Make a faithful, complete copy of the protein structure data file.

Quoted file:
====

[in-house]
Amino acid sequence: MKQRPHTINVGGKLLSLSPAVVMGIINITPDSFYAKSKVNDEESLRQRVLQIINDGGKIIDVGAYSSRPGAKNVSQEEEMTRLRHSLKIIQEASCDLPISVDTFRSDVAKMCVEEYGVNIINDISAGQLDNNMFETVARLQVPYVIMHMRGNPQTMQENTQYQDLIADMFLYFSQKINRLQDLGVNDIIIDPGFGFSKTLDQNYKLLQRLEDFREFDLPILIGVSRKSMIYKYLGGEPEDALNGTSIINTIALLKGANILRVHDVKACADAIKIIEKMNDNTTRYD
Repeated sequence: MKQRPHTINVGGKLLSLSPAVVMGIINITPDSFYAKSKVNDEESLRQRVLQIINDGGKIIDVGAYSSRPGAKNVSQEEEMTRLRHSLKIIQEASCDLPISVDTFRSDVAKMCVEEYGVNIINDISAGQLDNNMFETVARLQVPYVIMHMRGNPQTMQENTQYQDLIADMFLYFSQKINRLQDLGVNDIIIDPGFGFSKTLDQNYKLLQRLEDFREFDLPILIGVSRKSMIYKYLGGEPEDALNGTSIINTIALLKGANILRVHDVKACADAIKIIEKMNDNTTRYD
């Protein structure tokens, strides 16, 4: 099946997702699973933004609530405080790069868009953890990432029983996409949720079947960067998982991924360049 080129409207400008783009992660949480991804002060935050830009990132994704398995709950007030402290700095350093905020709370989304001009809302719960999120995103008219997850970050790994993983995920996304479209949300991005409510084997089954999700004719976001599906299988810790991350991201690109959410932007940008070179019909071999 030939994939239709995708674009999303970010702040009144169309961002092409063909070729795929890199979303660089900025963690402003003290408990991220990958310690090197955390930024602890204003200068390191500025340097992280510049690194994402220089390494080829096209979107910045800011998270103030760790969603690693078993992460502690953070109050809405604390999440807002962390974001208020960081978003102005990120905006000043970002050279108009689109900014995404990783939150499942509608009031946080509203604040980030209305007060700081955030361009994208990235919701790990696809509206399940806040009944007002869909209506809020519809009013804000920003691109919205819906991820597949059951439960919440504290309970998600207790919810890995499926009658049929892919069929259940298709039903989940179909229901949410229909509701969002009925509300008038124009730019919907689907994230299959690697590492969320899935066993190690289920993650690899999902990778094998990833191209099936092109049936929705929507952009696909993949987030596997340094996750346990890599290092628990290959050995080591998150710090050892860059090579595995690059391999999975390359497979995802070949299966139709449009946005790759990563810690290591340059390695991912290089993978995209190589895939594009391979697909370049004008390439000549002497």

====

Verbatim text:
[in-house]
Amino acid sequence: MKQRPHTINVGGKLLSLSPAVVMGIINITPDSFYAKSKVNDEESLRQRVLQIINDGGKIIDVGAYSSRPGAKNVSQEEEMTRLRHSLKIIQEASCDLPISVDTFRSDVAKMCVEEYGVNIINDISAGQLDNNMFETVARLQVPYVIMHMRGNPQTMQENTQYQDLIADMFLYFSQKINRLQDLGVNDIIIDPGFGFSKTLDQNYKLLQRLEDFREFDLPILIGVSRKSMIYKYLGGEPEDALNGTSIINTIALLKGANILRVHDVKACADAIKIIEKMNDNTTRYD
Repeated sequence: MKQRPHTINVGGKLLSLSPAVVMGIINITPDSFYAKSKVNDEESLRQRVLQIINDGGKIIDVGAYSSRPGAKNVSQEEEMTRLRHSLKIIQEASCDLPISVDTFRSDVAKMCVEEYGVNIINDISAGQLDNNMFETVARLQVPYVIMHMRGNPQTMQENTQYQDLIADMFLYFSQKINRLQDLGVNDIIIDPGFGFSKTLDQNYKLLQRLEDFREFDLPILIGVSRKSMIYKYLGGEPEDALNGTSIINTIALLKGANILRVHDVKACADAIKIIEKMNDNTTRYD
């Protein structure tokens, strides 16, 4: 099946997702699973933004609530405080790069868009953890990432029983996409949720079947960067998982991924360049 080129409207400008783009992660949480991804002060935050830009990132994704398995709950007030402290700095350093905020709370989304001009809302719960999120995103008219997850970050790994993983995920996304479209949300991005409510084997089954999700004719976001599906299988810790991350991201690109959410932007940008070179019909071999 030939994939239709995708674009999303970010702040009144169309961002092409063909070729795929890199979303660089900025963690402003003290408990991220990958310690090197955390930024602890204003200068390191500025340097992280510049690194994402220089390494080829096209979107910045800011998270103030760790969603690693078993992460502690953070109050809405604390999440807002962390974001208020960081978003102005990120905006000043970002050279108009689109900014995404990783939150499942509608009031946080509203604040980030209305007060700081955030361009994208990235919701790990696809509206399940806040009944007002869909209506809020519809009013804000920003691109919205819906991820597949059951439960919440504290309970998600207790919810890995499926009658049929892919069929259940298709039903989940179909229901949410229909509701969002009925509300008038124009730019919907689907994230299959690697590492969320899935066993190690289920993650690899999902990778094998990833191209099936092109049936929705929507952009696909993949987030596997340094996750346990890599290092628990290959050995080591998150710090050892860059090579595995690059391999999975390359497979995802070949299966139709449009946005790759990563810690290591340059390695991912290089993978995209190589895939594009391979697909370049004008390439000549002497």